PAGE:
Satellite Plays a Role in the Global Pandemic Response
Over recent months we have seen a global crisis on a scale most of us have simply never witnessed before. The impact on individual lives has been vast as has the impact on businesses large and small across the entire world. Many businesses have moved to remote working, which in many cases has caused a challenge, ensuring everyone is set up ready to keep working as if they are in the office.
The Impact on Satellite
The satellite industry has also been impacted by the current pandemic. Despite SpaceX moving forward with two Starlink launches undeterred, many launches are being postponed, including Rocket Lab. Even a SpaceX launch has been postponed due to travel restrictions. It is not just launches being affected. Many satellite companies are closing factories amidst the outbreak. For example, NASA has stopped work on the James Webb Space Telescope that was due to be launched next year. Airbus also suspended production in its facilities in both France and Spain.
Naturally we are starting to see the knock-on effect from all of this with the first victim OneWeb, which recently filed for bankruptcy citing the coronavirus pandemic as a factor. It is worrying times and I sincerely hope this is not the first of many.
The Role of Satellite
Despite all of the challenges, satellites have a vital role to play in combating the impact of the virus for a number of reasons.
Getting the picture: Throughout the pandemic, satellite imagery has been relied upon to show the scale of effects of the lockdowns in various countries. With the coronavirus dominating news headlines, these images have a high level of human interest. And it is not surprising when you look at deserted tourist hotspots and empty airports.
The other side of course is the satellite imagery being used to show the effects on pollution levels. Readings from ESA’s Sentinel-5P satellite show a decided drop in levels of nitrogen dioxide over Asia and Europe. It is thought that air pollution has already decreased and will likely reduce further as global lockdowns continue. Being able to prove the effects with satellite imagery may help encourage people to rethink habits post lockdown in an attempt to keep those levels down as much as possible. After all, an image paints a thousand words.
Keeping the seas connected: According to Inmarsat, since the outbreak of coronavirus, demand for seafarer communications has risen sharply. This is natural when you consider the concern people have for their families and loved ones. When isolated at sea, being able to regularly connect friends and family on shore to ensure their safety is greatly heightened during a global crisis such as this. Of course, there have also been a number of cases of boats stuck at sea because of cases on board, leading to a great deal of concern both from the people on board and their relatives waiting on shore. As well as people on board looking to stay connected with families, those connections have been relied upon to keep the rest of the world up-to-date with the current situation.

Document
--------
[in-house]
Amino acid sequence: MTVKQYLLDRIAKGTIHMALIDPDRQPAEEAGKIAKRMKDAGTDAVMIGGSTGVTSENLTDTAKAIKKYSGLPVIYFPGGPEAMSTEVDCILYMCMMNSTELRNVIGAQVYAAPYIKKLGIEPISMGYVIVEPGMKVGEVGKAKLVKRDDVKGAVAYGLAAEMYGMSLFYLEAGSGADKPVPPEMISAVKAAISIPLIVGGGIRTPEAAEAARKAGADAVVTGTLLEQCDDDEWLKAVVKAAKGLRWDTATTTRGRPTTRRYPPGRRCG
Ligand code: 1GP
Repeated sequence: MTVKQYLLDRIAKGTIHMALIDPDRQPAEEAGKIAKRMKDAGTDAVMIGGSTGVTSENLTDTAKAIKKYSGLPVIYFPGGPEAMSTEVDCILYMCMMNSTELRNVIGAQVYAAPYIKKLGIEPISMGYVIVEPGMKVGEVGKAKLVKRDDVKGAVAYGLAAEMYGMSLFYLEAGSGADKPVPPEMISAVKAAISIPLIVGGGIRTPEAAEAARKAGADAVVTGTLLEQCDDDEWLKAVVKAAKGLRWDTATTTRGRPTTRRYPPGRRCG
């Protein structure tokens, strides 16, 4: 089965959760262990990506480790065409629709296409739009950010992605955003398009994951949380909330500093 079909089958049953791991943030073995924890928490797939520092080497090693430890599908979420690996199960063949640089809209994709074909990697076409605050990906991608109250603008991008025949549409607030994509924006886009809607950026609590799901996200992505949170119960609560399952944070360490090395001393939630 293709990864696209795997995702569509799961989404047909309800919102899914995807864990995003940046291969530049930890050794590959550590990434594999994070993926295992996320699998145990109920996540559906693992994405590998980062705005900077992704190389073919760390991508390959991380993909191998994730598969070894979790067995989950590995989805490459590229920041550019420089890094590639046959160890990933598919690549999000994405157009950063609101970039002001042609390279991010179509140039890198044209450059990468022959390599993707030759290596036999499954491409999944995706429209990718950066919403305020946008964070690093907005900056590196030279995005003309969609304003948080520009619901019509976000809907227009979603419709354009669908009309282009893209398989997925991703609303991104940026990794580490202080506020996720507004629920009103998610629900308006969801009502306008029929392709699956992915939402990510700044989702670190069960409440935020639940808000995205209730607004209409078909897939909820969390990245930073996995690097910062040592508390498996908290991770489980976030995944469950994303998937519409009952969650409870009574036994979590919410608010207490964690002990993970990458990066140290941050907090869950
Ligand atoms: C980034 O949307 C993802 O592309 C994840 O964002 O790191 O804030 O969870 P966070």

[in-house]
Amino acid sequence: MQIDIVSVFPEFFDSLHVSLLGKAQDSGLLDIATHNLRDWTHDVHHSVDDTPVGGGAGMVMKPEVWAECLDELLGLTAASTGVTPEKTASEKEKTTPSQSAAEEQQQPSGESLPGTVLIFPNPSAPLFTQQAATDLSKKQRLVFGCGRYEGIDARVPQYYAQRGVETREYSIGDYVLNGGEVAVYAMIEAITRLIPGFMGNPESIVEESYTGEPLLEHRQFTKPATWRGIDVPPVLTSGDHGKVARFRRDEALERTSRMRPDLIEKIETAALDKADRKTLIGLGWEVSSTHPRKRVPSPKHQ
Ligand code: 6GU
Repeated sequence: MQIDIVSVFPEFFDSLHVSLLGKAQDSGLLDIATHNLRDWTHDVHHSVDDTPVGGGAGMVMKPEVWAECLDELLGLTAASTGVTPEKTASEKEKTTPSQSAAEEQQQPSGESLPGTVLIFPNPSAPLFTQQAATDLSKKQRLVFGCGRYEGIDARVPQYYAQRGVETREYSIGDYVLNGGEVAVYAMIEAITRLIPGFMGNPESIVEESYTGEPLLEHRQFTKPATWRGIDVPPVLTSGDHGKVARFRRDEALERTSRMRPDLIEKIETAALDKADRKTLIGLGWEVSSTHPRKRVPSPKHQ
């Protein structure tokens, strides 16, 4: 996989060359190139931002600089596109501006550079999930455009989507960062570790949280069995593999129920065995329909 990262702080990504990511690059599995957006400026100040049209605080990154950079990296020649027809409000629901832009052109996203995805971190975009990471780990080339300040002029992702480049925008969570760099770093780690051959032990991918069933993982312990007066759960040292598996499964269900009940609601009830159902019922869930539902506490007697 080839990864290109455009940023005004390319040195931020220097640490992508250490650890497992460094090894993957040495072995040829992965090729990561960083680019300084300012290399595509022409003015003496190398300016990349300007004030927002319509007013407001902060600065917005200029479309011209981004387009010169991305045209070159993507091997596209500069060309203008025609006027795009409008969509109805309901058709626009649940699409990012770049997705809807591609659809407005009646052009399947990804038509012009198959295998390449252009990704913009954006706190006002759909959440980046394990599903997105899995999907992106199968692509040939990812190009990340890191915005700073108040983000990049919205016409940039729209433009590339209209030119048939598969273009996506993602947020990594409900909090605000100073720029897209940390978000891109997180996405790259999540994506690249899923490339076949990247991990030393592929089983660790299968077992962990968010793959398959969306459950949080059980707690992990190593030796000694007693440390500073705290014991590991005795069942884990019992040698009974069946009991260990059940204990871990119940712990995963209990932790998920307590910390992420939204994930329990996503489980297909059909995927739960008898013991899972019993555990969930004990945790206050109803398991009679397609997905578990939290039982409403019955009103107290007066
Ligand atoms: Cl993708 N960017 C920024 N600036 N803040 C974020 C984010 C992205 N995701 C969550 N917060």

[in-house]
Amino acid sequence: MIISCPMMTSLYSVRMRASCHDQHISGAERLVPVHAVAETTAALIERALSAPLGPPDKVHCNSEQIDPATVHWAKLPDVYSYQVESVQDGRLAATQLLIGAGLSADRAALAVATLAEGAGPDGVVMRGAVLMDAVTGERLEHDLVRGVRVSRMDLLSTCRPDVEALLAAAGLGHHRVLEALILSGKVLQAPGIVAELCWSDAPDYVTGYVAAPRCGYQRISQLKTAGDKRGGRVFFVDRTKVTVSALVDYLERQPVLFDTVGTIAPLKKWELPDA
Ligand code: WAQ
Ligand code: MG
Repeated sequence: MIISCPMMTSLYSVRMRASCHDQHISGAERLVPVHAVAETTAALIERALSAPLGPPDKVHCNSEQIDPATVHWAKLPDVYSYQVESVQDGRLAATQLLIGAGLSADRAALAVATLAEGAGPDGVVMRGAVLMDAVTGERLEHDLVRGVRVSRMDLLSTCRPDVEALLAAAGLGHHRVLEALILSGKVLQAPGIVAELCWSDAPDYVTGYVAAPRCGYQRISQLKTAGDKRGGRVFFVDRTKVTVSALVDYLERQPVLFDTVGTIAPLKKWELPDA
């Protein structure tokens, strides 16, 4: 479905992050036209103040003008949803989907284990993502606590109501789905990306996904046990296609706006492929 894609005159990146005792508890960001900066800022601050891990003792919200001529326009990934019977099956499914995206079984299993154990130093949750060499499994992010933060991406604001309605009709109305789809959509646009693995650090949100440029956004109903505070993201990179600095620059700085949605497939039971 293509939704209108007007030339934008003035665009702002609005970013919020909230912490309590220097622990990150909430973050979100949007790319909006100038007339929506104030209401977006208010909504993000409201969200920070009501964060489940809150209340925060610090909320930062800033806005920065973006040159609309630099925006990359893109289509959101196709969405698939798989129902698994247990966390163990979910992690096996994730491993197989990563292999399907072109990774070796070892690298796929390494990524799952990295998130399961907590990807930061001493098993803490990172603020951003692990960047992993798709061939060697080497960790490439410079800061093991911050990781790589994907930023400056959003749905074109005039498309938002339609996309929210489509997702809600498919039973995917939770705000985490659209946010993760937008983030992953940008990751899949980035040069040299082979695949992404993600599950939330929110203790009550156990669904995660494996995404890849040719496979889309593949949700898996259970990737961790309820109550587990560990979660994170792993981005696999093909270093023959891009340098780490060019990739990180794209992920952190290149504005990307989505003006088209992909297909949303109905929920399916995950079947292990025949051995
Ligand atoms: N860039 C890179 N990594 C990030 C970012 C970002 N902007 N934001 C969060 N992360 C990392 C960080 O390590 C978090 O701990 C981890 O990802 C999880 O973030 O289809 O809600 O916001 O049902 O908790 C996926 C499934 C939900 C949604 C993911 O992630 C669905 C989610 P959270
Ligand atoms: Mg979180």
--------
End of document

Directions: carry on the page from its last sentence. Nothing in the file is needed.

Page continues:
Satellite is Vital to Ensuring Connectivity
Mobile and broadband connections have been under more pressure than ever before. With much of the world working remotely, we suddenly have a whole host of separate connections with people trying to work as normal. Of course, this also increases mobile phone usage, where many employees would ordinarily be using landline phones in the office to conduct calls. If a few companies moved to remote working the effect would be minimal. With all companies that are able to follow this protocol all across the world, the impact is considerable and that may make the networks groan under the pressure.
How can satellite help? Over recent years there has been much discussion around re-allocating satellite spectrum. More recently this has become a hotly contested issue. However, right now offering up some of that spectrum, even temporarily, could be critical for keeping those networks going. In fact, DISH Network is already providing its entire portfolio of 600 MHz spectrum to T-Mobile at no cost for 60 days. It will be interesting to see if others follow suit to come to the rescue.
An Uncertain Future
As with all industries right now, the future is undoubtedly uncertain. The economic impact of this virus is likely to be wide-reaching. However, what is clear is that satellite has an important role in navigating some of the challenges it is causing right now and we, as an industry, need to do our best to fulfil that role to help the bigger picture.
Helen Weedon, is the managing director of the Satcoms Innovation Group.